Aside from the obvious things to do with teleportation, I think I could terraform Mars and Venus for cheap with something along these lines. Teleport airtight buildings to Mars, teleport Venereal atmosphere into them, and teleport plants into that. Periodically teleport over wearing a space suit and carrying a watering can, and water the plants. Buildings should be human-habitable within a year. From there, I can start importing water from outer-solar system ice, or Venereal sulpheric acid. I could teleport the Martian core around until I have a rotating molten one like the earth does. I could teleport Venus's atmosphere to where it would be the most useful, teleport asteroids into it until it spins fast enough for a 24 hour day, and teleport cities onto it's surface. The terraforming cost is reduced by a factor of at least a thousand. (Maybe even a million...) Governments could afford a billion dollars, and probably would be willing to pay to have it terraformed at that cost.

Idea: Death Ray
Taken from: Narbonic
Narbonic is a strip about a mad scientist. There is a death ray that kills things with a "ZOT" sound. Since everyone is involved is evil, it gets used on people.
I think I'd primarily use it on household pests (cockroaches, moths, wasps), although I imagine if I had one, defense contractors would be drooling down my neck for a copy.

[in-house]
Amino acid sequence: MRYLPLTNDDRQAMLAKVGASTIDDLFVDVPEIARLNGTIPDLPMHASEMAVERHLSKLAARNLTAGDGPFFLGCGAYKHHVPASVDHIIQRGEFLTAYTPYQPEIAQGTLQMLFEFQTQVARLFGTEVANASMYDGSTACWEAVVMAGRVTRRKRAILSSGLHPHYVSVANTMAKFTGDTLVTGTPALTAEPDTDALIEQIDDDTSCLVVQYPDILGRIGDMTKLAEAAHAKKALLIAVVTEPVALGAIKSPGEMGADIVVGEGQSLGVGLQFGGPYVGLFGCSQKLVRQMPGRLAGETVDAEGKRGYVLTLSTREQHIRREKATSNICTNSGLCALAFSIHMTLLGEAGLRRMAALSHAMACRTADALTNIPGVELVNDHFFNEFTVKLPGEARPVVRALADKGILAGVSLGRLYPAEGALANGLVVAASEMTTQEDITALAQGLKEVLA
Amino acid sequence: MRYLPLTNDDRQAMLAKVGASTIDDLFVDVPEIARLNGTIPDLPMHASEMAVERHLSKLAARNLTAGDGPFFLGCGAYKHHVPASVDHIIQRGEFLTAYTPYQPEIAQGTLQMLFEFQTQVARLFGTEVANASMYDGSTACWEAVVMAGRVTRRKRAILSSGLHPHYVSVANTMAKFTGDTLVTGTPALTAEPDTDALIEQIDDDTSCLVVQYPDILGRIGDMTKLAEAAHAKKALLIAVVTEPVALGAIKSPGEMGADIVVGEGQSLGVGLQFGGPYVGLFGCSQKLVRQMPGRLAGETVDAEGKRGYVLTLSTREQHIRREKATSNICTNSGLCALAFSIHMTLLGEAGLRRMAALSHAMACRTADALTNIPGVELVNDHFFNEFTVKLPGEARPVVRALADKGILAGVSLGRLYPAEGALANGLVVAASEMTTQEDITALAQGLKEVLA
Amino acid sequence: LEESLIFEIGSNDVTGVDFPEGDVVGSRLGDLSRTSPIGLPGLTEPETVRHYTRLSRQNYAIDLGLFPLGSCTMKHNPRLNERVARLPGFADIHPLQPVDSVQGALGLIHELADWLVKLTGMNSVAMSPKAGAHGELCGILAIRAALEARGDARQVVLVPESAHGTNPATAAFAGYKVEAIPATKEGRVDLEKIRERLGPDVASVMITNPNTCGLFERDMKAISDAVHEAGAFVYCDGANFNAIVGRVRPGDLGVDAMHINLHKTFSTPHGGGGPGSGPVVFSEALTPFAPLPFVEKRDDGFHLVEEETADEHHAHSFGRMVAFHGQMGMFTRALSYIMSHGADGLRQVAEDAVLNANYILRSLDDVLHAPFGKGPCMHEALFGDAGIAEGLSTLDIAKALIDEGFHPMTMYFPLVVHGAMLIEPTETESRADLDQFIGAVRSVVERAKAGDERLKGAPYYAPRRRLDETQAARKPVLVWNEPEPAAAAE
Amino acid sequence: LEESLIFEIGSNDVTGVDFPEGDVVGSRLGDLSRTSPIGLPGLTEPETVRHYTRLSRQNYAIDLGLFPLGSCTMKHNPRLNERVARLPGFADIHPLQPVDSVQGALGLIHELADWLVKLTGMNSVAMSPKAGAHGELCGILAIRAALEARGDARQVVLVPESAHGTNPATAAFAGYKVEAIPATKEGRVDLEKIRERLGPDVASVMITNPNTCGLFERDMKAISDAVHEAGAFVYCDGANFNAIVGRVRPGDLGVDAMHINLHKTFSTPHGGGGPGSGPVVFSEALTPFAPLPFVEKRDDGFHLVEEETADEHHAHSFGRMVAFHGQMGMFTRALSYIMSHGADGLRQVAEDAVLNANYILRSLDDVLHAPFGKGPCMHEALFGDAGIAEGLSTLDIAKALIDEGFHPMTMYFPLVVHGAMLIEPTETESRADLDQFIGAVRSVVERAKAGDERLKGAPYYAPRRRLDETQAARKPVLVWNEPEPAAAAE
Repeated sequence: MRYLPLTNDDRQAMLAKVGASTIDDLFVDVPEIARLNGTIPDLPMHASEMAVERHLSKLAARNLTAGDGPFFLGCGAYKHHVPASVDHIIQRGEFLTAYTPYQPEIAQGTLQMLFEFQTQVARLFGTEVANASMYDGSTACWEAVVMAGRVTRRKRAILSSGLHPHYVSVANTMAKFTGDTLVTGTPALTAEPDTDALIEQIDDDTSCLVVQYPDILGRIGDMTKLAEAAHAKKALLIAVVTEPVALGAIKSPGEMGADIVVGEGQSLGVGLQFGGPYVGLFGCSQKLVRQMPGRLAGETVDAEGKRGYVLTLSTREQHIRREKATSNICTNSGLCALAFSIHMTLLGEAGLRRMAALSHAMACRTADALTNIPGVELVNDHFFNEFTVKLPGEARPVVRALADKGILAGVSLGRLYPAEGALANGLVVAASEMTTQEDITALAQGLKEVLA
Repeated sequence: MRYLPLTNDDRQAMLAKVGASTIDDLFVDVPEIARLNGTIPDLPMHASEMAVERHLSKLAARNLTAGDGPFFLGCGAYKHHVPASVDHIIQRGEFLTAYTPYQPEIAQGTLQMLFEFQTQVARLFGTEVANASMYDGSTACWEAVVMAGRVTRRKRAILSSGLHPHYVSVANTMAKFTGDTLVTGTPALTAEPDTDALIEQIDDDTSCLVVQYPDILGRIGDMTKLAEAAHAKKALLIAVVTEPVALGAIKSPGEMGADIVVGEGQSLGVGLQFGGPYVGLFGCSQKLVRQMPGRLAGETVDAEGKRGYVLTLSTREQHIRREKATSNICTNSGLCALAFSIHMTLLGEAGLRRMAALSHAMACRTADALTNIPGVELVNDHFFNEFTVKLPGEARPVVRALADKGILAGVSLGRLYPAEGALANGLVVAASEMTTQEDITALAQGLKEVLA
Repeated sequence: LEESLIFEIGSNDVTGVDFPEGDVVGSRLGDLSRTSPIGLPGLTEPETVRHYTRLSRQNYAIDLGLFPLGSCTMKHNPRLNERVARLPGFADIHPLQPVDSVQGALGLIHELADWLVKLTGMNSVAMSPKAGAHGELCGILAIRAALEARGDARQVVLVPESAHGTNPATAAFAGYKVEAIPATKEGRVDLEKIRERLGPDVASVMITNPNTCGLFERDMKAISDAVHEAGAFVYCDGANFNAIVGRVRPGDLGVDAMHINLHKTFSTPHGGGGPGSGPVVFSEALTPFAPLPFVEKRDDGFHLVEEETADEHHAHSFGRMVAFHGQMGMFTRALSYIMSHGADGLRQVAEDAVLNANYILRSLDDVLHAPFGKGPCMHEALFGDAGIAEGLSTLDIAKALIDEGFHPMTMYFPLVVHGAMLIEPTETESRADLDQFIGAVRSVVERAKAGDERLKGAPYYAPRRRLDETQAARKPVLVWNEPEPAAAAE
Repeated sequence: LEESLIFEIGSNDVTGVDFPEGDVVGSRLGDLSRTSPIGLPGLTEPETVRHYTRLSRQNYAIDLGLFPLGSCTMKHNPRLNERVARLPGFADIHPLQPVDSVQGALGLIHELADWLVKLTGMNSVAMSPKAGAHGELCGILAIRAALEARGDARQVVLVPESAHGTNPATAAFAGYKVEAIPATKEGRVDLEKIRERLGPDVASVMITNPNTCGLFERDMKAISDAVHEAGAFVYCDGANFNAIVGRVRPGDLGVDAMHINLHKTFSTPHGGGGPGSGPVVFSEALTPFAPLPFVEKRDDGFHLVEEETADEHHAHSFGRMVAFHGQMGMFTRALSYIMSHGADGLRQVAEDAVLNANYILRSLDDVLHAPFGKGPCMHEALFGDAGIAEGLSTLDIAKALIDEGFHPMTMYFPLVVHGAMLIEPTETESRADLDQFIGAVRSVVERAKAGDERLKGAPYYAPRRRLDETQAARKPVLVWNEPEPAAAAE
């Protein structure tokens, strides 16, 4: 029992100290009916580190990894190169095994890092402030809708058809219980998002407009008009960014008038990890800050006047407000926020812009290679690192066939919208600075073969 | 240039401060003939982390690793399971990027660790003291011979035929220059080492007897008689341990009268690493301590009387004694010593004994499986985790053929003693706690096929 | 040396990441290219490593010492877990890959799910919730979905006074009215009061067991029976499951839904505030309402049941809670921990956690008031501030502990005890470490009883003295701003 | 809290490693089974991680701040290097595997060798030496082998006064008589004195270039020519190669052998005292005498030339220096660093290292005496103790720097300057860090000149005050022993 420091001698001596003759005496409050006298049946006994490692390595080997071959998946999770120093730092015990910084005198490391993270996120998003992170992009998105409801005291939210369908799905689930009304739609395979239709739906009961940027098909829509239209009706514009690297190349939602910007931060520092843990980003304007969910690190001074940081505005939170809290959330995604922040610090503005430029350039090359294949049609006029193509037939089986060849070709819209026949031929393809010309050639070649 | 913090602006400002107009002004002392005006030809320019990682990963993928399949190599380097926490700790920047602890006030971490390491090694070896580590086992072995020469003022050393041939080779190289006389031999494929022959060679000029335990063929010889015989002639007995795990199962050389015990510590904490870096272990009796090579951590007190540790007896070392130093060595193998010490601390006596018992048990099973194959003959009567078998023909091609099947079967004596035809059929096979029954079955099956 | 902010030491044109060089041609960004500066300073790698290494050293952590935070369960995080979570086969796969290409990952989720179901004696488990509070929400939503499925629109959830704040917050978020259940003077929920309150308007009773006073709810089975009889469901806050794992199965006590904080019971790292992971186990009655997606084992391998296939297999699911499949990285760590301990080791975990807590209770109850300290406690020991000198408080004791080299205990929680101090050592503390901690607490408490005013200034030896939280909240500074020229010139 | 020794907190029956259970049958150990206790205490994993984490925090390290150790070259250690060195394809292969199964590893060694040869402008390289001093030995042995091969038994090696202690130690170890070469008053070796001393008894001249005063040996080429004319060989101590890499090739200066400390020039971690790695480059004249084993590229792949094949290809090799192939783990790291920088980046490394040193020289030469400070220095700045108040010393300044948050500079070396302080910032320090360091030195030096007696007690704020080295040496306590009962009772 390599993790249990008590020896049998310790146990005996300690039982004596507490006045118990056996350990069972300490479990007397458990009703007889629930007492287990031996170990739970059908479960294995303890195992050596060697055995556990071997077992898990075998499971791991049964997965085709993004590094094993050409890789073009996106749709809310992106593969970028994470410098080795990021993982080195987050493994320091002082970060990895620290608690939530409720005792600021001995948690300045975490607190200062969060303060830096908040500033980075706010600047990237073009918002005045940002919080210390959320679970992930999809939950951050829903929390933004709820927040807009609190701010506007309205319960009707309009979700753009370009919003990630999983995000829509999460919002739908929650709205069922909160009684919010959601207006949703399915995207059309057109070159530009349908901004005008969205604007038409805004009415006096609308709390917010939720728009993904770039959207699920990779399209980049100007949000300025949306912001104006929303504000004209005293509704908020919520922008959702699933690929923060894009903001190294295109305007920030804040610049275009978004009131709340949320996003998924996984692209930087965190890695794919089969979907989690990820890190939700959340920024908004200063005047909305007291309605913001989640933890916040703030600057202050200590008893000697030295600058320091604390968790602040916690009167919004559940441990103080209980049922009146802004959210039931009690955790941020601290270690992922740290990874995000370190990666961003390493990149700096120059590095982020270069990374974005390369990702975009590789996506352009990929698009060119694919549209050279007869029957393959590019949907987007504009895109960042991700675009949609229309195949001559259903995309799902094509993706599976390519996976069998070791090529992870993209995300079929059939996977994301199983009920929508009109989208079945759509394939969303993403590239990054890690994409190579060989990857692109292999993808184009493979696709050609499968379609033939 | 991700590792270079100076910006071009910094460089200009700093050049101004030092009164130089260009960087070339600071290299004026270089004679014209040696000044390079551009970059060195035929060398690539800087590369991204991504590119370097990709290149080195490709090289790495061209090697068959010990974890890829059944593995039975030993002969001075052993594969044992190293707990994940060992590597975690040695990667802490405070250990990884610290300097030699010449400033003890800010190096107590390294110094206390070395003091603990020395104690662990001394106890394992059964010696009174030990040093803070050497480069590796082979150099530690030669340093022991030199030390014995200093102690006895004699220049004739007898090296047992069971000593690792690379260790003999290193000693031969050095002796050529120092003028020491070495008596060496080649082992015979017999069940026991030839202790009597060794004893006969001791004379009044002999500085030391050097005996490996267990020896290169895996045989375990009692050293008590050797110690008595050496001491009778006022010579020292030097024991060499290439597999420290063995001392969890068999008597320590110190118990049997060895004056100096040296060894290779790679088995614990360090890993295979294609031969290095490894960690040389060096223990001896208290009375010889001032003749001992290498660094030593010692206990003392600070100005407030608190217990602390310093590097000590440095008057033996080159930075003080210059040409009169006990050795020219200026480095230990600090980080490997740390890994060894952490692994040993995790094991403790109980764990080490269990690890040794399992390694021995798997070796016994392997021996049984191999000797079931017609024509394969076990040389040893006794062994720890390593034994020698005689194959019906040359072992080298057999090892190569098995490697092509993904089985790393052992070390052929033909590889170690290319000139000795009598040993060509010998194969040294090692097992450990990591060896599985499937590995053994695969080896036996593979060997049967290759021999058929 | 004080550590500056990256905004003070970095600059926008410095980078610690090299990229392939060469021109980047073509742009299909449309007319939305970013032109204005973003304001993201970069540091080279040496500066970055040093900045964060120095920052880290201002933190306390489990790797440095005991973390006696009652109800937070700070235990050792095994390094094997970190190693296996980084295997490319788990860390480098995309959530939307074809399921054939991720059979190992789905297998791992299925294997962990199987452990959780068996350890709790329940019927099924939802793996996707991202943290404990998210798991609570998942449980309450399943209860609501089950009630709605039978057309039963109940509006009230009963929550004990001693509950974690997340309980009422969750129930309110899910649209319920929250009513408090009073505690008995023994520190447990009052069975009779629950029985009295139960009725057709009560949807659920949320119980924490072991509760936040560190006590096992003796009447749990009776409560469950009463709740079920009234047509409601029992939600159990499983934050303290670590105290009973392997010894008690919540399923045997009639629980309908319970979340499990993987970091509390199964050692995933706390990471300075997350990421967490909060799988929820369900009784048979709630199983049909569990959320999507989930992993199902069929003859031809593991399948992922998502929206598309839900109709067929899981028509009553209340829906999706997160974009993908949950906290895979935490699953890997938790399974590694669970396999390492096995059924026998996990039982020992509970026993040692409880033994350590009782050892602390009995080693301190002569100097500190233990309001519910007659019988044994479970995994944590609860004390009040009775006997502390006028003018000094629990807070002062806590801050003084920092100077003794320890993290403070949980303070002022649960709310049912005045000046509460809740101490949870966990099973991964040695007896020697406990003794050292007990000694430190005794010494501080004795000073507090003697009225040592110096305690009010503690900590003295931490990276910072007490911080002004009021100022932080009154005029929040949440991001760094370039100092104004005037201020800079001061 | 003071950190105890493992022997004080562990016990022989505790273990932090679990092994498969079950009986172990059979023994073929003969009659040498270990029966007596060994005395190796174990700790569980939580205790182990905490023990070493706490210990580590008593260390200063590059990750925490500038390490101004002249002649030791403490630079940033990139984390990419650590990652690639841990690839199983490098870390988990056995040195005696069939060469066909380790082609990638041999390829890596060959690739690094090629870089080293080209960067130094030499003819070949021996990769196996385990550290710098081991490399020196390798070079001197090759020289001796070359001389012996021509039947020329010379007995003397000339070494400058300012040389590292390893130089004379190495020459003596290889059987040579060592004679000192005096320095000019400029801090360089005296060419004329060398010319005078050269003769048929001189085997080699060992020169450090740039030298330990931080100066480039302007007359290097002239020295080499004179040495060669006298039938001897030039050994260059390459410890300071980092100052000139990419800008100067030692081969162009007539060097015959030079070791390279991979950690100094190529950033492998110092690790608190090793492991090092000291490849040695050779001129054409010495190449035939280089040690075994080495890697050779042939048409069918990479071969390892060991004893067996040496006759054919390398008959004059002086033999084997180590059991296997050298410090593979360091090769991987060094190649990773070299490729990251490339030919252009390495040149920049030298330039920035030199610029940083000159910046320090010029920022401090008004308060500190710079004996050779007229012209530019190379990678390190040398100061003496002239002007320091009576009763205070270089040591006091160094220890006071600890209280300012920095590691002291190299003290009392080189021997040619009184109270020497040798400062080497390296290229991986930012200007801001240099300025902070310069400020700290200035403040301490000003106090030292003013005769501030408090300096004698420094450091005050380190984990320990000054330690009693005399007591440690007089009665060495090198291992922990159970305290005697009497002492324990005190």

Idea: Bowman's Animals
Taken from: FreeFall
Dr. Bowman is never directly shown in FreeFall, but one does get to meet one of his creations. The main character Florence is Dr. Bowman's modification of a red wolf, producing an anthropomorphic canine. Florence is trained as an engineer. She also has medical and biological knowledge, and is able to explain Dr. Bowman's modifications.
The modifications are described as a "sentient bolt on brain addition." That is, add it to any existing brain and one gets a self-aware person that "threads" from a basic survival brain. The resulting anthropomorphic being has instincts from the lower brain, but sophisticated thoughts from the upper one. It is later revealed that many robots have a Bowman brain, threaded onto a badly functioning neural net. (The initial neural nets were faulty, and Bowman's work was used to "fix" it, with strange results.)
Only Bowman's wolves are actually depicted, but a chimp variant is also discussed. The chimps have rather nasty personality defects, having a poor temper control and a tendency to have poop-flinging tantrums. (There's a one shot joke about them making excellent executives in spite of, or perhaps because of, these flaws.)
Bowman's animals do seem like reliable beings, for the most part, even if they are kludgy in nature (Modifications to their life-cycle to ensure that they live to human-length lifetimes has resulted in Florence growing winter fur every 5 years, instead of every year, which sounds inconvenient) and have mental "safeguards" that would drive almost anyone insane. I'd want to have a collection of certain animals just to see how their instincts and thoughts interact. (Would Bowman's cats be aloof loners, Bowman's cockatoos be emotionally needy dancers, and Bowman's budgies be perpetually happy playful people?)

Idea: Antimatter
Taken from: Schlock Mercenary
In the world of Schlock Mercenary, antimatter is used casually. Many systems are powered by matter-antimatter annihilation reactors, antimatter grenades are commonly carried as weapons, and it seems as easy to buy antimatter in that world as buying gum would be in this one. Since it's set at least a thousand years in the future, presumably some means has been discovered to produce antimatter at less than a trillion dollars per nanogram.